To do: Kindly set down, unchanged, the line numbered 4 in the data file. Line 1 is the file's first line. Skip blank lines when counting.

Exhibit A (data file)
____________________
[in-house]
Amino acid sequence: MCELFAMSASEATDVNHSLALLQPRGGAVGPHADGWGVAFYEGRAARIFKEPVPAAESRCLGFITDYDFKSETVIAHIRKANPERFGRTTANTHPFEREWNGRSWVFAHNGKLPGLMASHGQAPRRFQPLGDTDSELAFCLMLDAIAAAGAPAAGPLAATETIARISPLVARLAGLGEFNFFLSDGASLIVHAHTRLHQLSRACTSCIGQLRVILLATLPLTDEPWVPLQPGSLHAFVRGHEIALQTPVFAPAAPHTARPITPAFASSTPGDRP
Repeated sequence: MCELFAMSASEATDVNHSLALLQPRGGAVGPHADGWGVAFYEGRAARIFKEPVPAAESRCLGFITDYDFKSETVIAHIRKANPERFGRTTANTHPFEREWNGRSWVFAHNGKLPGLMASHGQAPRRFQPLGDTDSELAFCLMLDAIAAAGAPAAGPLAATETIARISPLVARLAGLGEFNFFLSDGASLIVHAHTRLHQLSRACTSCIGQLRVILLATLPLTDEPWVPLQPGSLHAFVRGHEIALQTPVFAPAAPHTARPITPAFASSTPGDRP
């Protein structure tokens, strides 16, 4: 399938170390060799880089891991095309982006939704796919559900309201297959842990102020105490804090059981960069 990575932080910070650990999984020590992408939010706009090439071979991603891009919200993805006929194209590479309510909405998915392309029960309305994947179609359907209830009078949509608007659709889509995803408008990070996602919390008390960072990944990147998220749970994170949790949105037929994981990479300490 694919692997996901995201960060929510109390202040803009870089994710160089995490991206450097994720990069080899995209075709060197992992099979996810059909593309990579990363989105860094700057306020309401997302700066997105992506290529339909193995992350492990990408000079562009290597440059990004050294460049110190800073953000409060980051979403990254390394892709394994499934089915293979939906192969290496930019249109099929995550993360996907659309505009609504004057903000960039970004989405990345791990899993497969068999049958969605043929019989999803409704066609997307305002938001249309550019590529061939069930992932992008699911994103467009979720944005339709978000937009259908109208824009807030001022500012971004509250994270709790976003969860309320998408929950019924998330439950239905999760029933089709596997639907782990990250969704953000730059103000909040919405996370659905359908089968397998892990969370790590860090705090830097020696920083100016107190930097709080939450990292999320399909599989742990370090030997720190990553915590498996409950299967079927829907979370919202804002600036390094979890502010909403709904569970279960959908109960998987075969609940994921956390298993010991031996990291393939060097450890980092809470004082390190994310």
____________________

């Protein structure tokens, strides 16, 4: 399938170390060799880089891991095309982006939704796919559900309201297959842990102020105490804090059981960069 990575932080910070650990999984020590992408939010706009090439071979991603891009919200993805006929194209590479309510909405998915392309029960309305994947179609359907209830009078949509608007659709889509995803408008990070996602919390008390960072990944990147998220749970994170949790949105037929994981990479300490 694919692997996901995201960060929510109390202040803009870089994710160089995490991206450097994720990069080899995209075709060197992992099979996810059909593309990579990363989105860094700057306020309401997302700066997105992506290529339909193995992350492990990408000079562009290597440059990004050294460049110190800073953000409060980051979403990254390394892709394994499934089915293979939906192969290496930019249109099929995550993360996907659309505009609504004057903000960039970004989405990345791990899993497969068999049958969605043929019989999803409704066609997307305002938001249309550019590529061939069930992932992008699911994103467009979720944005339709978000937009259908109208824009807030001022500012971004509250994270709790976003969860309320998408929950019924998330439950239905999760029933089709596997639907782990990250969704953000730059103000909040919405996370659905359908089968397998892990969370790590860090705090830097020696920083100016107190930097709080939450990292999320399909599989742990370090030997720190990553915590498996409950299967079927829907979370919202804002600036390094979890502010909403709904569970279960959908109960998987075969609940994921956390298993010991031996990291393939060097450890980092809470004082390190994310």